But it is an essential body of water that meanders its way for miles down through Taos Canyon, across the heart of Taos and past Fred Baca Park. It feeds traditional irrigation ditches, succors farms and orchards along its length and sustains the wells that supply people living along its length from Valle Escondido to Ranchitos.
And the river is in trouble. It’s been hit over the last several years by drought, development and pollution.
Several groups and government entities have joined forces in recent years to restore and revive the river. The Río Fernando de Taos Revitalization Collaborative brings together individuals from several nonprofit organizations, traditional irrigators, the town of Taos, Taos County and Carson National Forest. They met recently to find out what people in the community think should be done to help the river’s watershed while protecting the rights of people who live along it. They have many projects proposed in the months to come – from working on the acequias to building trails and restoring wetlands. They host periodic work projects and public meetings, with ways for residents to get involved.
Amigos Bravos, one of the nonprofits working with the collaborative, also released a draft Río Fernando Watershed Based Plan Monday (Nov. 18). It is the culmination of water sampling along the river and testing for E. coli, one bacteria that signals water pollution and poor water quality. More than 300 samples taken as part of the Environmental Protection Act–funded plan found the primary sources of E. coli in the river were from contaminated stormwater runoff, humans, cattle, birds and dogs.
Two tables in the draft plan propose some projects and management actions for reducing and managing pollution in the river from different sources (Figures 6-1 and 7-1).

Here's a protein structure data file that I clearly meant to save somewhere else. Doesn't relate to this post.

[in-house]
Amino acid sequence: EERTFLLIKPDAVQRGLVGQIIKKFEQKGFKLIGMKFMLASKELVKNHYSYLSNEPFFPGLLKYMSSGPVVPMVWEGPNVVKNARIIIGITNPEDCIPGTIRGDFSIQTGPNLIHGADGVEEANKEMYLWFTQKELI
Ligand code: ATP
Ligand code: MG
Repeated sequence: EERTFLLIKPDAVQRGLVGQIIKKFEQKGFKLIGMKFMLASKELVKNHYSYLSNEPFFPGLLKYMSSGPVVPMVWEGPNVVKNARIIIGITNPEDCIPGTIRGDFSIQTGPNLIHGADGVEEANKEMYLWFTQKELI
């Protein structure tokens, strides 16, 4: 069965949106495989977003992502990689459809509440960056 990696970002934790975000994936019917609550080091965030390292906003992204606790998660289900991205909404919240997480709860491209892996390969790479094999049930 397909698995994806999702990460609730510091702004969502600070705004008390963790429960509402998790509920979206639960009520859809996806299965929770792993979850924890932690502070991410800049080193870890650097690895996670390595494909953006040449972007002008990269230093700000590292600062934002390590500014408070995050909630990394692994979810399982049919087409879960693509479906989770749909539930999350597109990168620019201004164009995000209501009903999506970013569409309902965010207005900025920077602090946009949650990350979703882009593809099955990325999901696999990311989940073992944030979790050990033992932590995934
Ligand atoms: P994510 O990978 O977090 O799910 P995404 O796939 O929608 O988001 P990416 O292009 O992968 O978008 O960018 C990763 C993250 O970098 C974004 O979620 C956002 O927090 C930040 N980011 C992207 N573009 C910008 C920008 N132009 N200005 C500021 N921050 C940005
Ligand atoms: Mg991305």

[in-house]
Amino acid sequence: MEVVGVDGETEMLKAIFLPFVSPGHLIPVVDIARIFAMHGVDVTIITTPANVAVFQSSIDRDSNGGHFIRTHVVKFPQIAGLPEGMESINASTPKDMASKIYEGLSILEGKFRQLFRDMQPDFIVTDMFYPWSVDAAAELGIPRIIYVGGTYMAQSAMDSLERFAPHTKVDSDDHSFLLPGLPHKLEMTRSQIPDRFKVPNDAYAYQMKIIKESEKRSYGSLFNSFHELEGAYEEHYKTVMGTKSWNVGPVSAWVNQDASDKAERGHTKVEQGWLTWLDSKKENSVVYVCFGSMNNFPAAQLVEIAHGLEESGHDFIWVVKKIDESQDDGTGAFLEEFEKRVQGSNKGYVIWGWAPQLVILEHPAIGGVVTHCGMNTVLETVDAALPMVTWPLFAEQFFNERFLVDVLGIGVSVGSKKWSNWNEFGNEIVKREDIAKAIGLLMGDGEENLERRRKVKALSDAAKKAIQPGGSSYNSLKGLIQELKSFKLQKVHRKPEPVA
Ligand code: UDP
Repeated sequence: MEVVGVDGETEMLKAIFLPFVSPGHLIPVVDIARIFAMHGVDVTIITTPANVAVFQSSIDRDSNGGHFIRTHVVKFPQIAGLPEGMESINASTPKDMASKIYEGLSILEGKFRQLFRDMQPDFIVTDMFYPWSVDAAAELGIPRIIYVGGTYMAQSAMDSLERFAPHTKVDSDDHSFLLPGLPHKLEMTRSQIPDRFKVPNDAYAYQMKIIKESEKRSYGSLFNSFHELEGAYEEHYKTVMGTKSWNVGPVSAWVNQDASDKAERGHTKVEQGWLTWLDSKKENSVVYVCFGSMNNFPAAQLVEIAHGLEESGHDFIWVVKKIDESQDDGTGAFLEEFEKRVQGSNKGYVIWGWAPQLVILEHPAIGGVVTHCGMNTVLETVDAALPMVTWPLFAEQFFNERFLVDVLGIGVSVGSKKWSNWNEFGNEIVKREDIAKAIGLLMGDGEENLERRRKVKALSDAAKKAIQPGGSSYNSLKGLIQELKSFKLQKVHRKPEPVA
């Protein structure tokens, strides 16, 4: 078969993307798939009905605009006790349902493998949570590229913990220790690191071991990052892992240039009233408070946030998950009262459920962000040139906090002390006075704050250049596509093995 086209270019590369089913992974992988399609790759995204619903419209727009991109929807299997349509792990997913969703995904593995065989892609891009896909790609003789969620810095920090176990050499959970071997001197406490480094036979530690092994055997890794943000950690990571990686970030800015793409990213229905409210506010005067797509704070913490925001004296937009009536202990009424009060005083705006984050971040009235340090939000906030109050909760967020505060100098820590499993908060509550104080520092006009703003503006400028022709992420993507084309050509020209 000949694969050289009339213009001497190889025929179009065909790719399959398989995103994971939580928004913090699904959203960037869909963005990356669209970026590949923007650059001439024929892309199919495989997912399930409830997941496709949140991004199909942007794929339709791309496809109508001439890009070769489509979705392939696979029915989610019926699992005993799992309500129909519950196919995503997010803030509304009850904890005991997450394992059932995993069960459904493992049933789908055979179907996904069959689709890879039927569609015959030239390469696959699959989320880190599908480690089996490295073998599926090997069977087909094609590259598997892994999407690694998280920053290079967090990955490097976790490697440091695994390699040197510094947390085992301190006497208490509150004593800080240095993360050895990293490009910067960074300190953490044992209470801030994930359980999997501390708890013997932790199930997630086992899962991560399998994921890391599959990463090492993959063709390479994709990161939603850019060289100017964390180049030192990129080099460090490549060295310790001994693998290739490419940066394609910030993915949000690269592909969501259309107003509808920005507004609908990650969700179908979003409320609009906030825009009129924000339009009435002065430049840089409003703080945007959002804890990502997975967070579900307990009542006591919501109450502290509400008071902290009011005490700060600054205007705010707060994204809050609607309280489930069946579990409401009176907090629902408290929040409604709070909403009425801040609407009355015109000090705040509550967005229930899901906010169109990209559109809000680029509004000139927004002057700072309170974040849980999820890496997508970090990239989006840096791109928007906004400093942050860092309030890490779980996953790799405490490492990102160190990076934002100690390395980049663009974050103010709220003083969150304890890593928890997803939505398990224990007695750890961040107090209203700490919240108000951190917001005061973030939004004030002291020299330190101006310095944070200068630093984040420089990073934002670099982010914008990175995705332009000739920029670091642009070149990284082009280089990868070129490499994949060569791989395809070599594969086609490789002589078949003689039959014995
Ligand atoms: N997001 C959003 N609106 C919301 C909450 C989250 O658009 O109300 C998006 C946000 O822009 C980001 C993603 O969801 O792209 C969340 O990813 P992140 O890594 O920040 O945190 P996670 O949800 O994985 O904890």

The public is invited to read the plan and comment on the proposed projects. Public comments should be emailed by Dec. 16 at 5 p.m. to firstname.lastname@example.org.
The Rio Fernando is one of the rivers that makes the Taos Valley the beautiful place that it is. Read the plan. Explore the river and the projects hosted by the Río Fernando collaborative at riofernando.org.
Then look for ways to get involved.
A cottonwood’s next life
Two years ago, a dozen people from the community including some arborists, historians and tree lovers clasped hands around a more than half-century-old cottonwood tree in the heart of the historic Taos Plaza. The tree was dying. The town had decided – based on an arborist’s tests – that the tree was a hazard and needed to come down.
It was finally cut down a few weeks ago.
When some of the wood was hauled off to the landfill, one citizen – Ruthann McCarthy – raised a ruckus. It was disrespectful, she said, to just dump the old tree that had shaded several generations of Taoseños in the dump.
To the credit of the town and Mayor Dan Barrone, they listened. The mayor, at his own expense, retrieved the wood and delivered it to the McCarthy property known as the Rock House at 122 Paseo del Pueblo. When it is dry, artisans stand ready to carve the wood into statues and benches or make it into drums. Some of those may find their way back to the plaza, giving the old tree a new life.
Thanks are due to McCarthy for speaking up, to the town and the mayor for taking her seriously and to the Taoseños who helped retrieve the cottonwood pieces.
This tree was part of Taos Plaza history. It is right that it should have a chance to still be in the plaza, in a new form, enjoyed by new generations of Taoseños.
The Río Fernando de Taos is a thin wisp of a river by many standards.